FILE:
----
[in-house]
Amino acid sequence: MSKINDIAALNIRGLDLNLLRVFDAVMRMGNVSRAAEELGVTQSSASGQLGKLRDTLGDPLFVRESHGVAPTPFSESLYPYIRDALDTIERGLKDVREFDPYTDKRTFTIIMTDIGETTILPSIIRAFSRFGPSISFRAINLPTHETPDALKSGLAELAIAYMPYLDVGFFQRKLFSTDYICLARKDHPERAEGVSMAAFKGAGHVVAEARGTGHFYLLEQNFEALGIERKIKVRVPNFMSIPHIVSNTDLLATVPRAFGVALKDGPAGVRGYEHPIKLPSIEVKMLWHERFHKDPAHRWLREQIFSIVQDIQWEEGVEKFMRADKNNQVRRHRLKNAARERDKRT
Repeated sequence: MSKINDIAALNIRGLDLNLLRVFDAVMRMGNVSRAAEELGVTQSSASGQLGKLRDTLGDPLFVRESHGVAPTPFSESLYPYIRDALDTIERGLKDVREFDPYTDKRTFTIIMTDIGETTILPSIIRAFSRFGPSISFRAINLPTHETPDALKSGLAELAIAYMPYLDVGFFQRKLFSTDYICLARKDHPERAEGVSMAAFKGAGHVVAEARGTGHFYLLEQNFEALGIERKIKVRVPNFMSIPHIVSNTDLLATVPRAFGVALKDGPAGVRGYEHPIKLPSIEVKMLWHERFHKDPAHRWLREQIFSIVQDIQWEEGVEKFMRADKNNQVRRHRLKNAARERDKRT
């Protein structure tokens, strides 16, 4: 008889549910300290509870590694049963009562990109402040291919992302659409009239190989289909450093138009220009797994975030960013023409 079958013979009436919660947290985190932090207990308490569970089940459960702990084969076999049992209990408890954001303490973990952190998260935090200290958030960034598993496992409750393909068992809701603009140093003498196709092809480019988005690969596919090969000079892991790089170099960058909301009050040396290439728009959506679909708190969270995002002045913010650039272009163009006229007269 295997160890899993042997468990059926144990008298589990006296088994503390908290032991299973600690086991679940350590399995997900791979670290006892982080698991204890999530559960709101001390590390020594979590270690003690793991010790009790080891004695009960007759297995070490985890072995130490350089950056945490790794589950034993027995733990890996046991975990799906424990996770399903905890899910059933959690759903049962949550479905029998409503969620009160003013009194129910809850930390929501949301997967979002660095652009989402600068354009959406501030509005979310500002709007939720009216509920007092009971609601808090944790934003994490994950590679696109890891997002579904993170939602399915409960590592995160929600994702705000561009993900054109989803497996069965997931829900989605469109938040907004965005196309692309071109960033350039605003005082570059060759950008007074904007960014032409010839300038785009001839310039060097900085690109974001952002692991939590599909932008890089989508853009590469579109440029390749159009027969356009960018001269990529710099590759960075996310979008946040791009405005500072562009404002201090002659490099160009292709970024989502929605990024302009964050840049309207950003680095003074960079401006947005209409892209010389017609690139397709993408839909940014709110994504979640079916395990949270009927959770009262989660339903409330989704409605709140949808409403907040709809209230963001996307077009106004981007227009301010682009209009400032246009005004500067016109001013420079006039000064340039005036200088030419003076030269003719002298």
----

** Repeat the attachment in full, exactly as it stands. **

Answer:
[in-house]
Amino acid sequence: MSKINDIAALNIRGLDLNLLRVFDAVMRMGNVSRAAEELGVTQSSASGQLGKLRDTLGDPLFVRESHGVAPTPFSESLYPYIRDALDTIERGLKDVREFDPYTDKRTFTIIMTDIGETTILPSIIRAFSRFGPSISFRAINLPTHETPDALKSGLAELAIAYMPYLDVGFFQRKLFSTDYICLARKDHPERAEGVSMAAFKGAGHVVAEARGTGHFYLLEQNFEALGIERKIKVRVPNFMSIPHIVSNTDLLATVPRAFGVALKDGPAGVRGYEHPIKLPSIEVKMLWHERFHKDPAHRWLREQIFSIVQDIQWEEGVEKFMRADKNNQVRRHRLKNAARERDKRT
Repeated sequence: MSKINDIAALNIRGLDLNLLRVFDAVMRMGNVSRAAEELGVTQSSASGQLGKLRDTLGDPLFVRESHGVAPTPFSESLYPYIRDALDTIERGLKDVREFDPYTDKRTFTIIMTDIGETTILPSIIRAFSRFGPSISFRAINLPTHETPDALKSGLAELAIAYMPYLDVGFFQRKLFSTDYICLARKDHPERAEGVSMAAFKGAGHVVAEARGTGHFYLLEQNFEALGIERKIKVRVPNFMSIPHIVSNTDLLATVPRAFGVALKDGPAGVRGYEHPIKLPSIEVKMLWHERFHKDPAHRWLREQIFSIVQDIQWEEGVEKFMRADKNNQVRRHRLKNAARERDKRT
């Protein structure tokens, strides 16, 4: 008889549910300290509870590694049963009562990109402040291919992302659409009239190989289909450093138009220009797994975030960013023409 079958013979009436919660947290985190932090207990308490569970089940459960702990084969076999049992209990408890954001303490973990952190998260935090200290958030960034598993496992409750393909068992809701603009140093003498196709092809480019988005690969596919090969000079892991790089170099960058909301009050040396290439728009959506679909708190969270995002002045913010650039272009163009006229007269 295997160890899993042997468990059926144990008298589990006296088994503390908290032991299973600690086991679940350590399995997900791979670290006892982080698991204890999530559960709101001390590390020594979590270690003690793991010790009790080891004695009960007759297995070490985890072995130490350089950056945490790794589950034993027995733990890996046991975990799906424990996770399903905890899910059933959690759903049962949550479905029998409503969620009160003013009194129910809850930390929501949301997967979002660095652009989402600068354009959406501030509005979310500002709007939720009216509920007092009971609601808090944790934003994490994950590679696109890891997002579904993170939602399915409960590592995160929600994702705000561009993900054109989803497996069965997931829900989605469109938040907004965005196309692309071109960033350039605003005082570059060759950008007074904007960014032409010839300038785009001839310039060097900085690109974001952002692991939590599909932008890089989508853009590469579109440029390749159009027969356009960018001269990529710099590759960075996310979008946040791009405005500072562009404002201090002659490099160009292709970024989502929605990024302009964050840049309207950003680095003074960079401006947005209409892209010389017609690139397709993408839909940014709110994504979640079916395990949270009927959770009262989660339903409330989704409605709140949808409403907040709809209230963001996307077009106004981007227009301010682009209009400032246009005004500067016109001013420079006039000064340039005036200088030419003076030269003719002298």